Opinion: Opening our eyes to a hidden epidemic in schools
What gets counted counts!
by Shelly Yanoff
Imagine an illness that affected more than one out of four children. Imagine this illness caused severe damage to the patient. Imagine this illness cost the community millions of dollars every year.
What would we call it?
If we knew about it, we would call it an epidemic.
What would we do about it?
We would try to count every case and every new case. We would report on it to the community, invest in figuring out how to prevent it if possible and how to treat it, if not. We would identify any symptoms that seemed to lead to our children having their hopes crushed and their life chances threatened. We would support scientific investigation to find ways to stop the spread of the illness. We would marshal our resources – invest and call on everyone to get involved.
If we discovered a treatment but didn't have enough medication, we would somehow get the medication. Once we understood the damage that this sickness was causing our children and society, we would declare an emergency and work on it together – because we understood that an illness that affects so many children was going to affect all of us, individually and collectively, sooner or later.
Millions of children in the United States leave school every year without graduating.
The Education Testing Service estimated that one-third of all high school students fail to graduate.
We are not sure of the exact number – because we don't really count them; we don't agree on their definition, we don't track them from year to year. We let them disappear without note.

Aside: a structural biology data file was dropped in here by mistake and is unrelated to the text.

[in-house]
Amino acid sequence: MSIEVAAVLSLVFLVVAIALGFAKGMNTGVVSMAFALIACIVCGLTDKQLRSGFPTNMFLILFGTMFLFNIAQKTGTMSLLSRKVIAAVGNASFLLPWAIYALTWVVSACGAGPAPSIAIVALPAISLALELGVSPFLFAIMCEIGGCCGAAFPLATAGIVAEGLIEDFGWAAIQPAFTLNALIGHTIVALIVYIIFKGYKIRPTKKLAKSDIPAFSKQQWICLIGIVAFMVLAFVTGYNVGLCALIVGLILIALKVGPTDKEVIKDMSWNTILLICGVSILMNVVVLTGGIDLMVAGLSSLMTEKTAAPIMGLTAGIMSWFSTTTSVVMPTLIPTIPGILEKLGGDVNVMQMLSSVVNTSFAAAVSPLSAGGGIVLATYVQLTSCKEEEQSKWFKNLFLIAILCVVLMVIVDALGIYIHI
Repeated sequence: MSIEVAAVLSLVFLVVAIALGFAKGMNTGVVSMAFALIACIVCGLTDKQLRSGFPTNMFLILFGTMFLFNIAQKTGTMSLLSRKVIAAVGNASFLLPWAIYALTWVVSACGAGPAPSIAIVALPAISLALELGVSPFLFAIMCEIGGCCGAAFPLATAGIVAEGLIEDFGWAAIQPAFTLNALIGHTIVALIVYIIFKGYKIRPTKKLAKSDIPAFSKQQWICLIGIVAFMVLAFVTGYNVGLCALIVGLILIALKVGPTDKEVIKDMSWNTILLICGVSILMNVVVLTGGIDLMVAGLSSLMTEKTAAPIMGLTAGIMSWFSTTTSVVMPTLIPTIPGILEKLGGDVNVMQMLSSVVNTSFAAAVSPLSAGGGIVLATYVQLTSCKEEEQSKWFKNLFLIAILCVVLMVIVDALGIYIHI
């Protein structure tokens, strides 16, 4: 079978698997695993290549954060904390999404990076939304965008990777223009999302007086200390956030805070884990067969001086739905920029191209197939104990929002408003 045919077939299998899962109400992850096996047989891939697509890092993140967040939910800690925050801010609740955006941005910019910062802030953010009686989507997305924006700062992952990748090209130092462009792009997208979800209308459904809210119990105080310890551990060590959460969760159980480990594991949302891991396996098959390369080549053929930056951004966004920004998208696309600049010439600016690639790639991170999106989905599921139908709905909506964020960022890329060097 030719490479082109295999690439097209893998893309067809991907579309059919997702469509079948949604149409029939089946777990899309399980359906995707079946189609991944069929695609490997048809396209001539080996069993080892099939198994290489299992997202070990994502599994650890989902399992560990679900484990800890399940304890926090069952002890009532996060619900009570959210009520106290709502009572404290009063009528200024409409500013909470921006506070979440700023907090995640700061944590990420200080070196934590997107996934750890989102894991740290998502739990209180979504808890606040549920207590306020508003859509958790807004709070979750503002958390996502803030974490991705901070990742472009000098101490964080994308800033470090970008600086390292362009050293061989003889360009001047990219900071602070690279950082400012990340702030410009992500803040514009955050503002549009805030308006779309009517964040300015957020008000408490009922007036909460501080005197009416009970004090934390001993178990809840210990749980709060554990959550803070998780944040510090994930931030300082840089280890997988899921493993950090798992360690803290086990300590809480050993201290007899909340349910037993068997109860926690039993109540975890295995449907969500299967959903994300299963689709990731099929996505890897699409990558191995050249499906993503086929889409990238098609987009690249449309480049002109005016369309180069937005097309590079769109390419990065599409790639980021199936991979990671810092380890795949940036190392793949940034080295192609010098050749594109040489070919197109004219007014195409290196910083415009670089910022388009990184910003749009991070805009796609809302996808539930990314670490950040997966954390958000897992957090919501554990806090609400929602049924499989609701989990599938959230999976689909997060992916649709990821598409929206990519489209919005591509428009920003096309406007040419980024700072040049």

But we know that almost half the country's African American students, 40 percent of Latino students and 11 percent of White students attend high schools in which graduation is not the norm – in which fewer than half the students graduate.
We don't even agree on whether to call them dropouts or just non-school attenders.
What we do know is that their chances of success in life are seriously compromised.
We do know that their chances of becoming homeless or going to prison are high. We do know that there are increasingly fewer jobs for them.
Getting your high school diploma 40 years ago was important but not critical. Then, 70 percent of jobs were unskilled work. Now that number at most is 30 percent.
At the same time, if present trends continue, according to Pennsylvania Partnerships for Children, about one out of five ninth-graders – 33,000 young people in the state – will not graduate in four years.
In Philadelphia it is estimated that two out of five youth leave school without graduating. Some leave in ninth grade, some in 10th, and some in 11th or 12th.
If we look closely at sixth graders, we can see who most of them will be. Dropping out rarely has a sudden onset; it is a lingering condition.
Those people who have looked at the situation do identify some symptoms:
- They see kids who fail reading or math or are truant in sixth grade;
- They see kids whose lives are not stable, who change schools a lot, who have behavioral health issues, who attend big schools with big classes and with not enough counselors to help;
- They see kids who are coming out of foster care and who have not been encouraged to stay in school;
- They see kids who are pregnant or who are parents who can't access the services they need;
- They see kids who return from delinquency institutions and who have trouble reconnecting to school;
- They see kids who always had trouble reading and doing regular school work and didn't get help;
- They see kids that too many of us have not seen.
They also see states that don't provide enough support for kids with the most needs. They see schools with policies that discourage kids from staying in or returning to them. They see programs that serve only one-fourth of the families that need them. They see the failures of fragmented systems that don't respond to children's needs.
They see kids in schools where they don't feel safe, cared about, or connected – and so they see kids who leave because it doesn't seem to make sense to them to stay.
If we open our eyes, we will begin to see them – we will begin to count them. We will begin to address their needs.
Only once they cease being invisible can we begin to conquer this epidemic.